Healthcare giant Johnson & Johnson has announced a voluntary recall of two hip-replacement systems due to a higher rate of revision surgeries required by patients. The recall adds to the company's growing list of quality issues and comes just days after the company was warned by the FDA that is improperly marketing two other products.
DePuy Orthopaedics Inc., the orthopaedics unit of Johnson & Johnson, said that the recalled devices are the ASR XL Acetabular System, which is the cup portion of a replacement hip joint, and the ASR Hip Resurfacing System, a partial hip replacement that involves placing a metal cap on the ball of the hip bone or femur.
The ASR Hip Resurfacing system was introduced in 2003 and is only approved for use outside the U.S. The ASR XL Acetabular system was first launched in 2004 and has been available worldwide.
DePuy said it initiated the recall based on new, unpublished data from the National Joint Registry of England and Wales which showed that more people than expected who received the ASR Hip System experienced pain and other symptoms, leading to a second hip replacement surgery, called a revision surgery.
Specifically, the data shows that five years after implantation, about 12% of patients who had received the ASR resurfacing device and 13% of patients who had received the ASR total hip replacement needed to have a revision surgery.
DePuy noted that very few of these hip systems remain on the market after the company decided to discontinue sales last year due to declining demand and to focus on new products.
The company advised patients with an ASR device to visit their surgeons for evaluation of device performance and recommended yearly monitoring to ensure the device is functioning well, even in the absence of symptoms. The company said it intends to cover reasonable and customary costs of monitoring and treatment for services, including revision surgeries, associated with the recall.
The recall comes just days after the FDA issued a warning letter to DePuy for selling hip and other joint products without the agency's approval. The FDA said in its letter dated August 19 that the company has been selling its TruMatch Personalized Solutions System, which makes artificial knee products, and the Corail Hip System without marketing clearance and in violation of the Federal Food, Drug, and Cosmetic Act. The FDA has given DePuy 15 days to correct the violations.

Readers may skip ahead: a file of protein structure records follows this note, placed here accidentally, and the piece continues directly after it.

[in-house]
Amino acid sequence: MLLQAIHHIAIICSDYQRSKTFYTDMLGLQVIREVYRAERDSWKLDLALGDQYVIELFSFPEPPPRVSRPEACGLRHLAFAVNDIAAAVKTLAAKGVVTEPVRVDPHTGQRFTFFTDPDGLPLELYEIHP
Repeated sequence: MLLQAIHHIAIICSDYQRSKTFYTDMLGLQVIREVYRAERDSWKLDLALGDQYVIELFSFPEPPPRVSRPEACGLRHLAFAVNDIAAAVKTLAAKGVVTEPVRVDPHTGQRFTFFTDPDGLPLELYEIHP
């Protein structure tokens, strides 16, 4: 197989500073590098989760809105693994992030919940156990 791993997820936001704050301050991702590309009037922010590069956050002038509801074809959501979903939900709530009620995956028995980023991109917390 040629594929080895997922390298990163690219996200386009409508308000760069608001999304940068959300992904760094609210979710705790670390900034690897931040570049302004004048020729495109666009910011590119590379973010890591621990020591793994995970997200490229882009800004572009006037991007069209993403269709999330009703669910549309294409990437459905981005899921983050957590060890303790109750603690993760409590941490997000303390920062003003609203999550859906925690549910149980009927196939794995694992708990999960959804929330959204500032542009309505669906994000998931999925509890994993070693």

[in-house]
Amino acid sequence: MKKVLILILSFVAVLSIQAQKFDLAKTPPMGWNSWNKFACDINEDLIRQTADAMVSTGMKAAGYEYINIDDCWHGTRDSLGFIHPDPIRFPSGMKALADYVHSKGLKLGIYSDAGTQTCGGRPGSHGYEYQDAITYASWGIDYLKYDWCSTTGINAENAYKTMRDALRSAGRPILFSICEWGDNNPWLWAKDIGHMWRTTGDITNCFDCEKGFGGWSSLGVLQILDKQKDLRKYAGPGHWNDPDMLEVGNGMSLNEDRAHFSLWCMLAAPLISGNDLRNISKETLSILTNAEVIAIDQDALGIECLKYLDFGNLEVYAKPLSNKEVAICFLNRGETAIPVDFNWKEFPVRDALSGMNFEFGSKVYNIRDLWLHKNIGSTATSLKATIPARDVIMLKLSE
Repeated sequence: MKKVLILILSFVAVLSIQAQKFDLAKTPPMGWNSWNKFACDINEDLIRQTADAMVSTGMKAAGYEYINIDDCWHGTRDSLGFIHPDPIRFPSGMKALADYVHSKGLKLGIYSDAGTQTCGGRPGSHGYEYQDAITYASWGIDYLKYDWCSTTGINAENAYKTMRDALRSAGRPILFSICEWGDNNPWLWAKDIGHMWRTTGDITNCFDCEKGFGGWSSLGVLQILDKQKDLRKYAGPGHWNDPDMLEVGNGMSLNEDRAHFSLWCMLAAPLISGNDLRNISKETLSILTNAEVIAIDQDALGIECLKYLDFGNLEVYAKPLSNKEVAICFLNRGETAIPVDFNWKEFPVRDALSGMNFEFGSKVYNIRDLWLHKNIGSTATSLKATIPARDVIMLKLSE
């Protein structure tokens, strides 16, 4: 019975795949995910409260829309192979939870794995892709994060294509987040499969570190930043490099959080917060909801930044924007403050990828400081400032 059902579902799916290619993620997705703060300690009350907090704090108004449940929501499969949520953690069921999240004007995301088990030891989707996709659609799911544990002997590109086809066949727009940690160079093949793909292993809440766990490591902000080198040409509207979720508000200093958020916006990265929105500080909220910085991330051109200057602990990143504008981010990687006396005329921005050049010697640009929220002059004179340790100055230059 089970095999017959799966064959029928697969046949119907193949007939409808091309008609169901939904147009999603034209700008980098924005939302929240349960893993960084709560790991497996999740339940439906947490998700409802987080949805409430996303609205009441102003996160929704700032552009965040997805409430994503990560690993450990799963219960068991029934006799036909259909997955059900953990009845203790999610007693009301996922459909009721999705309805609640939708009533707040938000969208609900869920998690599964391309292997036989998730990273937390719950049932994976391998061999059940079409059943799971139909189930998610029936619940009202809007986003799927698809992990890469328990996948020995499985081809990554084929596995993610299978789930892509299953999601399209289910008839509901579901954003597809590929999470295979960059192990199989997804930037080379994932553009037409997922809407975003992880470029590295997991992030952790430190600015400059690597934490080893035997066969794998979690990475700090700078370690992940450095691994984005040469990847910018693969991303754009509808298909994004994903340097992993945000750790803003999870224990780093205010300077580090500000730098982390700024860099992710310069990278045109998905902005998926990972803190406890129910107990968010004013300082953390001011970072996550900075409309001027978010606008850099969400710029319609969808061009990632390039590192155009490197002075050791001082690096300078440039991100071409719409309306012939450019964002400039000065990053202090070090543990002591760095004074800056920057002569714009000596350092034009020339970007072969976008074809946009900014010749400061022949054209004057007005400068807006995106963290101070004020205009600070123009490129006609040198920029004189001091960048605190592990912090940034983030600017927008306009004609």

Johnson & Johnson has come under intense scrutiny by the FDA and federal prosecutors over the past year. On Monday, the company's Vision Care Inc. unit reportedly issued a voluntary recall for about 100,000 boxes of "1 Day Acuvue TruEye" contact lenses sold in Asia and Europe, citing a manufacturing problem.
Johnson & Johnson's McNeil Consumer Healthcare unit has issued several recalls of over-the-counter drugs since 2008 and has received warning letters related to manufacturing lapses at its factories in the U.S.
In July 2010, the company widened its recall of over-the-counter or OTC products announced earlier in the year. The company recalled medicines like Benadryl, Motrin and Tylenol, which were missed out from its original product recall in January. Operations at the company's Fort Washington plant in Pennsylvania were suspended in connection with the recall of infants' and children's liquid OTC products manufactured there.
In Friday's regular trading, JNJ is trading at $57.35, up $0.09 or 0.16% on a volume of 22,920 shares. The stock has been trading in a range of $56.86-$66.20 in the past 52 weeks.
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by RTT Staff Writer
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